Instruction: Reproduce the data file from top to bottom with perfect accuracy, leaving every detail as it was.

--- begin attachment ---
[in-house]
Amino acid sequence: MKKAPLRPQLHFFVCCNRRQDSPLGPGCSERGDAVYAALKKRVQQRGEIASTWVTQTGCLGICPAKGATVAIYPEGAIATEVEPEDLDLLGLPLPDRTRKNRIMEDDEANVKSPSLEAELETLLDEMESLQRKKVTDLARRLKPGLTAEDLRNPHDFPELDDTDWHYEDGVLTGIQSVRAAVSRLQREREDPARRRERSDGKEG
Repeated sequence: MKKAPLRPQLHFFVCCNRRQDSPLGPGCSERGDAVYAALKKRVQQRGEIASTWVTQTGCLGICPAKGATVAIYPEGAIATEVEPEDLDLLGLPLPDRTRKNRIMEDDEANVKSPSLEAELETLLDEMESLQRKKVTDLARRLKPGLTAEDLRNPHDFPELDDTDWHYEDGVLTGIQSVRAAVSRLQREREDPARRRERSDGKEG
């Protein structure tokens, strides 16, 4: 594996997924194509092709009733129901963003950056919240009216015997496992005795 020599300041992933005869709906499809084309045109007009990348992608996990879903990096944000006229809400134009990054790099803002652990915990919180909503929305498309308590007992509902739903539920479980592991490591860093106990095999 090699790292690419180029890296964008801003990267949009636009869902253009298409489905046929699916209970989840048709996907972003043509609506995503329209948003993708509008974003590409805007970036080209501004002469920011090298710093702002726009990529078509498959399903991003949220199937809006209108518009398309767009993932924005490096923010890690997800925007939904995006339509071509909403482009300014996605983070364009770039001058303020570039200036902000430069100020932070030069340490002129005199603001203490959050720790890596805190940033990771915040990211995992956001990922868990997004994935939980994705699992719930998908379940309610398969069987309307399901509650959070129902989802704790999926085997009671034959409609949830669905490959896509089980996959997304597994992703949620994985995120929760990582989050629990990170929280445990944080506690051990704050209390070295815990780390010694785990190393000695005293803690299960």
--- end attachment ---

[in-house]
Amino acid sequence: MKKAPLRPQLHFFVCCNRRQDSPLGPGCSERGDAVYAALKKRVQQRGEIASTWVTQTGCLGICPAKGATVAIYPEGAIATEVEPEDLDLLGLPLPDRTRKNRIMEDDEANVKSPSLEAELETLLDEMESLQRKKVTDLARRLKPGLTAEDLRNPHDFPELDDTDWHYEDGVLTGIQSVRAAVSRLQREREDPARRRERSDGKEG
Repeated sequence: MKKAPLRPQLHFFVCCNRRQDSPLGPGCSERGDAVYAALKKRVQQRGEIASTWVTQTGCLGICPAKGATVAIYPEGAIATEVEPEDLDLLGLPLPDRTRKNRIMEDDEANVKSPSLEAELETLLDEMESLQRKKVTDLARRLKPGLTAEDLRNPHDFPELDDTDWHYEDGVLTGIQSVRAAVSRLQREREDPARRRERSDGKEG
């Protein structure tokens, strides 16, 4: 594996997924194509092709009733129901963003950056919240009216015997496992005795 020599300041992933005869709906499809084309045109007009990348992608996990879903990096944000006229809400134009990054790099803002652990915990919180909503929305498309308590007992509902739903539920479980592991490591860093106990095999 090699790292690419180029890296964008801003990267949009636009869902253009298409489905046929699916209970989840048709996907972003043509609506995503329209948003993708509008974003590409805007970036080209501004002469920011090298710093702002726009990529078509498959399903991003949220199937809006209108518009398309767009993932924005490096923010890690997800925007939904995006339509071509909403482009300014996605983070364009770039001058303020570039200036902000430069100020932070030069340490002129005199603001203490959050720790890596805190940033990771915040990211995992956001990922868990997004994935939980994705699992719930998908379940309610398969069987309307399901509650959070129902989802704790999926085997009671034959409609949830669905490959896509089980996959997304597994992703949620994985995120929760990582989050629990990170929280445990944080506690051990704050209390070295815990780390010694785990190393000695005293803690299960």